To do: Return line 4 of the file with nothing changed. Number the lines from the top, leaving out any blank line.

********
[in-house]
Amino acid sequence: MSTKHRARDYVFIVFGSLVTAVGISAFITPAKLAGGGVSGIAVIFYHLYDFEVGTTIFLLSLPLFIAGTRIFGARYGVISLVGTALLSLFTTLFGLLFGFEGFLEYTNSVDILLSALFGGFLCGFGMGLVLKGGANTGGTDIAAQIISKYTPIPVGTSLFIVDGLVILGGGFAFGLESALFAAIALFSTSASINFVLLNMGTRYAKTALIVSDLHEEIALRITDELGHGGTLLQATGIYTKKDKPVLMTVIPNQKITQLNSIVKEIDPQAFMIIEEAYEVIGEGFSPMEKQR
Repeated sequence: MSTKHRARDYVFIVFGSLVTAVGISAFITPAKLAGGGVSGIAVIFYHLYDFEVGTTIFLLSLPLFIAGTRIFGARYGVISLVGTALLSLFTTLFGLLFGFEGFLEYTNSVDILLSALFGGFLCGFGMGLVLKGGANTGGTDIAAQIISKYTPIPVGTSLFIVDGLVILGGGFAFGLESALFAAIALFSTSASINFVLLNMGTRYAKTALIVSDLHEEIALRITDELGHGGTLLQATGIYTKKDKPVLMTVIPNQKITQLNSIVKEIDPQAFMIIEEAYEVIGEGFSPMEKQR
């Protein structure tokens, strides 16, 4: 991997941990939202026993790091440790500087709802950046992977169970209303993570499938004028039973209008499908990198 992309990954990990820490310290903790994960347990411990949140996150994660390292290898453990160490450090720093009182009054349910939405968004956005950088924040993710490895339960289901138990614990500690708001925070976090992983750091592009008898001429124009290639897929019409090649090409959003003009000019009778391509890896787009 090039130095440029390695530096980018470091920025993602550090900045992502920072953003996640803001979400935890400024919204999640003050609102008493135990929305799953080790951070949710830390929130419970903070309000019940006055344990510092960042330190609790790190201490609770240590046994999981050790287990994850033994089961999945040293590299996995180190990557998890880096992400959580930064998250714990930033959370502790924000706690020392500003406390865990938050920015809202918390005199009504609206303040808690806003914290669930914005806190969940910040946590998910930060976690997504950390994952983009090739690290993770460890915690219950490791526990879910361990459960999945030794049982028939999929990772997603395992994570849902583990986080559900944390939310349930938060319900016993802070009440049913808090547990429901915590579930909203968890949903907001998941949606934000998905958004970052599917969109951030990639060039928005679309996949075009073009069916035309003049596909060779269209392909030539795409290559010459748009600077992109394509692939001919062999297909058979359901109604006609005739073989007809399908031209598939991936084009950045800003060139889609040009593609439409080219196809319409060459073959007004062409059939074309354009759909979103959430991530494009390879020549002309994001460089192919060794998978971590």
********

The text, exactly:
């Protein structure tokens, strides 16, 4: 991997941990939202026993790091440790500087709802950046992977169970209303993570499938004028039973209008499908990198 992309990954990990820490310290903790994960347990411990949140996150994660390292290898453990160490450090720093009182009054349910939405968004956005950088924040993710490895339960289901138990614990500690708001925070976090992983750091592009008898001429124009290639897929019409090649090409959003003009000019009778391509890896787009 090039130095440029390695530096980018470091920025993602550090900045992502920072953003996640803001979400935890400024919204999640003050609102008493135990929305799953080790951070949710830390929130419970903070309000019940006055344990510092960042330190609790790190201490609770240590046994999981050790287990994850033994089961999945040293590299996995180190990557998890880096992400959580930064998250714990930033959370502790924000706690020392500003406390865990938050920015809202918390005199009504609206303040808690806003914290669930914005806190969940910040946590998910930060976690997504950390994952983009090739690290993770460890915690219950490791526990879910361990459960999945030794049982028939999929990772997603395992994570849902583990986080559900944390939310349930938060319900016993802070009440049913808090547990429901915590579930909203968890949903907001998941949606934000998905958004970052599917969109951030990639060039928005679309996949075009073009069916035309003049596909060779269209392909030539795409290559010459748009600077992109394509692939001919062999297909058979359901109604006609005739073989007809399908031209598939991936084009950045800003060139889609040009593609439409080219196809319409060459073959007004062409059939074309354009759909979103959430991530494009390879020549002309994001460089192919060794998978971590």